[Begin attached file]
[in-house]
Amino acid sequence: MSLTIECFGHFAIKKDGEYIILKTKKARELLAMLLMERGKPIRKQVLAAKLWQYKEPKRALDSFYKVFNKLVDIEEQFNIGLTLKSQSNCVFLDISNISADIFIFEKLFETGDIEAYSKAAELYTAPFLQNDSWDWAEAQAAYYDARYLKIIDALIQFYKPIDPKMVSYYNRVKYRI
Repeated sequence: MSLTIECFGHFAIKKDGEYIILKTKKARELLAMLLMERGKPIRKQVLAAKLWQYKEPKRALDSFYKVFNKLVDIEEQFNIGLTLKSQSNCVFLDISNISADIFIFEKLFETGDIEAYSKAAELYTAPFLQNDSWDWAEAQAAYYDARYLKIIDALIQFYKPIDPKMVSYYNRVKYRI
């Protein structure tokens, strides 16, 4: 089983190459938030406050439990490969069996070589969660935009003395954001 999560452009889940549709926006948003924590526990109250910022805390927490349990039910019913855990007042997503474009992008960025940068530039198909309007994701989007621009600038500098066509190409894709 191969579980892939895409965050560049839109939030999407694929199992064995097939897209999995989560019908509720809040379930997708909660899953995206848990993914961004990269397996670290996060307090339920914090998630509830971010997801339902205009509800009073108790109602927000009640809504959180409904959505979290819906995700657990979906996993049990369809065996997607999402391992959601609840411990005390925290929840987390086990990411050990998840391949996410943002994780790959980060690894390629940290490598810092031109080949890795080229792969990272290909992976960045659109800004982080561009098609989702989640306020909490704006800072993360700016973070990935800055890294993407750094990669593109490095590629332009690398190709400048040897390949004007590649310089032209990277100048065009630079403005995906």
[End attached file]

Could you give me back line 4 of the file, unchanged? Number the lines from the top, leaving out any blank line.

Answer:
């Protein structure tokens, strides 16, 4: 089983190459938030406050439990490969069996070589969660935009003395954001 999560452009889940549709926006948003924590526990109250910022805390927490349990039910019913855990007042997503474009992008960025940068530039198909309007994701989007621009600038500098066509190409894709 191969579980892939895409965050560049839109939030999407694929199992064995097939897209999995989560019908509720809040379930997708909660899953995206848990993914961004990269397996670290996060307090339920914090998630509830971010997801339902205009509800009073108790109602927000009640809504959180409904959505979290819906995700657990979906996993049990369809065996997607999402391992959601609840411990005390925290929840987390086990990411050990998840391949996410943002994780790959980060690894390629940290490598810092031109080949890795080229792969990272290909992976960045659109800004982080561009098609989702989640306020909490704006800072993360700016973070990935800055890294993407750094990669593109490095590629332009690398190709400048040897390949004007590649310089032209990277100048065009630079403005995906």